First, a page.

[MARMAM] New publication: interactions between marine mammals and cod fishery

Lyne Morissette lyne.morissette at globetrotter.net
Thu Jul 31 06:06:27 PDT 2008

Dear colleagues,

A new paper was recently published in the book "Ecosystem Ecology  
Research Trends" (Editors J. Chen and C. Guo, ISBN: 97816041838):

"Interactions between marine mammals and fisheries: implications for  
cod recovery"


Claude Savenkoff
Lyne Morissette
Martin Castonguay
Douglas P. Swain
Mike O. Hammill
Denis Chabot
J. Mark Hanson

Abundance of many Atlantic cod (Gadus morhua) and groundfish stocks  
in the Northwest Atlantic declined to low levels in the early 1990s,  
resulting in cessation of directed fishing for these stocks, thus  
ending one of the largest and longest running commercial groundfish  
fisheries in the world. The stocks of the northern (nGSL) and  
southern Gulf of St. Lawrence (sGSL) were closed to directed cod  
fishing from 1994 to 1996 for the nGSL and from 1993 to 1997 for the  
sGSL, followed by the opening of a small directed fishery in the two  
systems. In the northern Gulf of St. Lawrence, the ecosystem biomass  
structure shifted dramatically from one dominated by demersal fish  
predators (Atlantic cod Gadus morhua, redfish Sebastes spp.) and  
small-bodied forage species (capelin Mallotus villosus, mackerel  
Scomber scombrus, herring Clupea harengus, northern shrimp Pandalus  
borealis) to one now dominated by only small-bodied forage species.  
The decline of large predatory fishes has left only marine mammals as  
top predators during the mid-1990s, and marine mammals and Greenland  
halibut Reinhardtius hippoglossoides during the early 2000s. Large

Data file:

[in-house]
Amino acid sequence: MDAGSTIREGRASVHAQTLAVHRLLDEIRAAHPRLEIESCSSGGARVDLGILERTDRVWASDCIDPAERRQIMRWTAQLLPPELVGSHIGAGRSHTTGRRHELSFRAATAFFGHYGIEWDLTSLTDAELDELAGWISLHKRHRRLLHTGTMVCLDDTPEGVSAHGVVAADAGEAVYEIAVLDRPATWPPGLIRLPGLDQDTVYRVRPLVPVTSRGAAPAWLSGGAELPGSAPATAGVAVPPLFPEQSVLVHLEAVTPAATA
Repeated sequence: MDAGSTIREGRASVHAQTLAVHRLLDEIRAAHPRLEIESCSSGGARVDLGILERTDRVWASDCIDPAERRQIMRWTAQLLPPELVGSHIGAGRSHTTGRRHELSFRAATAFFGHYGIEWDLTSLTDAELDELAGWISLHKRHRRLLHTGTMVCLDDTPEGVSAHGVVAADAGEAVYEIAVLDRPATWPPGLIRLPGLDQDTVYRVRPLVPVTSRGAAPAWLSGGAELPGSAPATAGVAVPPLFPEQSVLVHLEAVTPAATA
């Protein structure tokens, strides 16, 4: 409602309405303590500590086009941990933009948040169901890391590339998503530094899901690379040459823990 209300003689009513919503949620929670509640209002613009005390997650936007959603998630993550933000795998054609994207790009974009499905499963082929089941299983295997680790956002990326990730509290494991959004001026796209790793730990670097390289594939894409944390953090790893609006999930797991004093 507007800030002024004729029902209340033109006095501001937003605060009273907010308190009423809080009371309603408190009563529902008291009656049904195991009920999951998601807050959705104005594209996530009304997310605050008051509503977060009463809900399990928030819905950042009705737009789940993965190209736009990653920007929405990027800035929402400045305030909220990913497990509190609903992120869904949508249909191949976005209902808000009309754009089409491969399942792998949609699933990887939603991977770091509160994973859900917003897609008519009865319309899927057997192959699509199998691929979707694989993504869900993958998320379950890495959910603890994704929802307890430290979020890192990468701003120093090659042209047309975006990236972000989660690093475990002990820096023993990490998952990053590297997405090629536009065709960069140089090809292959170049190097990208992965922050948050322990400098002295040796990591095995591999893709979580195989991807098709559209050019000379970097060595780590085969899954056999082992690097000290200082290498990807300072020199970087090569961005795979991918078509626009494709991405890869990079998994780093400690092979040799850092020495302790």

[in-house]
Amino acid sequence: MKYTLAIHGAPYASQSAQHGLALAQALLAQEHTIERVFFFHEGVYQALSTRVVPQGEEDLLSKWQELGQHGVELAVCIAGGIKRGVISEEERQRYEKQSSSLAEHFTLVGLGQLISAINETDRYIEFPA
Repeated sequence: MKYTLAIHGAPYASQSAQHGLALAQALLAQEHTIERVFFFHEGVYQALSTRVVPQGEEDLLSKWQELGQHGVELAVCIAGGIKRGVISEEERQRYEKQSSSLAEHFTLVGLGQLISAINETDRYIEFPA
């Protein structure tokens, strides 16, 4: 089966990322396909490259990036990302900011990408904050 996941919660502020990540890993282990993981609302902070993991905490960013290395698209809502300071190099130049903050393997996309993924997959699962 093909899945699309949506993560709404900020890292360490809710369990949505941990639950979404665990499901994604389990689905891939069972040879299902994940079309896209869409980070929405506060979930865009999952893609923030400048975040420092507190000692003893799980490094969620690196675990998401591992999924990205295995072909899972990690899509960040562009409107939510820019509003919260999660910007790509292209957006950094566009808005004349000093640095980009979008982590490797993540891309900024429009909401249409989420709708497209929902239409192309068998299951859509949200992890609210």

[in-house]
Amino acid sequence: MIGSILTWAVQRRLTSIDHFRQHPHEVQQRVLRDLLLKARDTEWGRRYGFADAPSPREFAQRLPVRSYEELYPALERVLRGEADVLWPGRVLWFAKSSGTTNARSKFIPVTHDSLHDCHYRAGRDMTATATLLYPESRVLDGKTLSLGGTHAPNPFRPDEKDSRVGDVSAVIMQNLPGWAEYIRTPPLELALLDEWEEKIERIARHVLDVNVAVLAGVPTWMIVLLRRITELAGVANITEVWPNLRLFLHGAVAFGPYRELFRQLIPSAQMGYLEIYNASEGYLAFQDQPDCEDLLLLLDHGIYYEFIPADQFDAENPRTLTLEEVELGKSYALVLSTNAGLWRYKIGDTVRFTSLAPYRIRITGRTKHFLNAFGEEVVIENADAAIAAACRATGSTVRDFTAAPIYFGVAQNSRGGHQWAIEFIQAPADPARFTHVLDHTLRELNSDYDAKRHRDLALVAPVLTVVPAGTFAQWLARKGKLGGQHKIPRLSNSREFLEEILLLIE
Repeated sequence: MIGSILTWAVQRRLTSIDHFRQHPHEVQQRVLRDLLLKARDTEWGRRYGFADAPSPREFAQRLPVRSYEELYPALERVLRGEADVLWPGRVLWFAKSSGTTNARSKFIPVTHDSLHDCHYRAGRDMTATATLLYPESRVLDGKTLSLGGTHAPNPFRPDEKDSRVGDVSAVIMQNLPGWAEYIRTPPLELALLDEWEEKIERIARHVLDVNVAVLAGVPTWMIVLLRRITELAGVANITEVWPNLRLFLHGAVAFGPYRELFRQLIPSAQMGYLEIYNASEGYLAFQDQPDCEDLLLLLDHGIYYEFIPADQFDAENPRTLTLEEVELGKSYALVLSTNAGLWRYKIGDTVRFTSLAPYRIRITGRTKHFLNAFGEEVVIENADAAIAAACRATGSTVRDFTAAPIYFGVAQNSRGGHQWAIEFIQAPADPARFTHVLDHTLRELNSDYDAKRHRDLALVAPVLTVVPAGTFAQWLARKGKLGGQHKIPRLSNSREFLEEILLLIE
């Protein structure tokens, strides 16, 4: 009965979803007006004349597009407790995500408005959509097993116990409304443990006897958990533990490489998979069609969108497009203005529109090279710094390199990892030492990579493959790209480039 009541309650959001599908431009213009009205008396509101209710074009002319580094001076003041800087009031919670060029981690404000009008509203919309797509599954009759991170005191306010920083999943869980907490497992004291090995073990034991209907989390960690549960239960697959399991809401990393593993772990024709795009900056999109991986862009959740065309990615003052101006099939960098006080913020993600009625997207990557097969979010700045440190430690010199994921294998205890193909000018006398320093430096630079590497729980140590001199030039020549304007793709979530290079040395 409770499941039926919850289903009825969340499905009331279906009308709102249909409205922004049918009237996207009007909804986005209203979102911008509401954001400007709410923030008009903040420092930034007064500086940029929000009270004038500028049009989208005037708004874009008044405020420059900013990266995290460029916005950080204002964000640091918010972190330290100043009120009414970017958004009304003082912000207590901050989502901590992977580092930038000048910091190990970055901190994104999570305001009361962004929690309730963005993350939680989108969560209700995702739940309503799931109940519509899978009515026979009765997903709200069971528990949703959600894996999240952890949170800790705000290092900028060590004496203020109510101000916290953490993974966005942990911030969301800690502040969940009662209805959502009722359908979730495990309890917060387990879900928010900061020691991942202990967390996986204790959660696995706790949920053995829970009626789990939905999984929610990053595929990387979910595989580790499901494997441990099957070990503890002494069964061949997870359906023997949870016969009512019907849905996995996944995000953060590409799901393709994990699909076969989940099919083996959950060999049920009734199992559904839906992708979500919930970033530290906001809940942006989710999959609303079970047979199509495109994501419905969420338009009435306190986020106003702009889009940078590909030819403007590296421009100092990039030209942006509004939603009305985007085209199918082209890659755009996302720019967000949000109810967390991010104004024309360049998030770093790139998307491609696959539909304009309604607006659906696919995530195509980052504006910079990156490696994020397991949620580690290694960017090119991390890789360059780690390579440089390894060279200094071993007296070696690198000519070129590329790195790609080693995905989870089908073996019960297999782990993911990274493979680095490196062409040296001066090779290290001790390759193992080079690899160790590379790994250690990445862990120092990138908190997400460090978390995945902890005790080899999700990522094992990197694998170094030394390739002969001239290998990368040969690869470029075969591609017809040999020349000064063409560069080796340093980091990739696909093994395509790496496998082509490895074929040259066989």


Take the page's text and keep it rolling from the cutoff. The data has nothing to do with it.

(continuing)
changes also occurred in the biomass structure and ecosystem  
functioning of the adjacent southern Gulf of St Lawrence (sGSL) but  
they were not as dramatic. Although predatory fishes decreased  
between the mid-1980s and mid-1990s, and prey consumption by seal  
species increased considerably, large cod remained among the most  
important single predators on fish in the sGSL. The changes in top- 
predator abundance driven by human exploitation of selected species  
resulted in a major perturbation of the structure and functioning of  
both Gulf ecosystems and represent a case of fishery-induced regime  
shift. Overfishing influenced community biomass structure directly  
through preferential removal of larger-bodied fishes and indirectly  
through predation release. Species interactions are central to  
ecosystem considerations. In marine ecosystems, predation can be the  
major ecological process affecting fish populations and piscivory is  
often the largest source of fish removal, usually larger than fishing  
mortality. In both northern and southern Gulf ecosystems, predation  
mortality exceeded fishing mortality for most groups in recent years  
because fishing mortality was intentionally reduced by fisheries  
closures. Seals have benefited from reduced hunting (harvesting and  
culling/bounties) since the 1970s. Consumption of fish by marine  
mammals exceeded consumption by predatory fishes in the two  
ecosystems in the recent time periods. Since the collapse of  
groundfish stocks, commercial fisheries and seals have become  
important predators on predatory fishes possibly slowing their  
recovery. In recent years, consumption by seals shifted towards  
species at lower trophic level (forage fishes and invertebrates),  
which were also the main target of fisheries. Thus, commercial  
fisheries and seals may have become important competitors of  
predatory fishes for the same resource.

PDF is available upon request to Lyne Morissette:  
lyne.morissette at globetrotter.net

Lyne Morissette, Ph.D.

Postdoctoral Fellow
Arizona State University
Fisheries Centre
University of British Columbia

Lenfest Ocean Program

-------------- next part --------------
An HTML attachment was scrubbed...
URL: <http://lists.uvic.ca/pipermail/marmam/attachments/20080731/443f2786/attachment.html>

More information about the MARMAM mailing list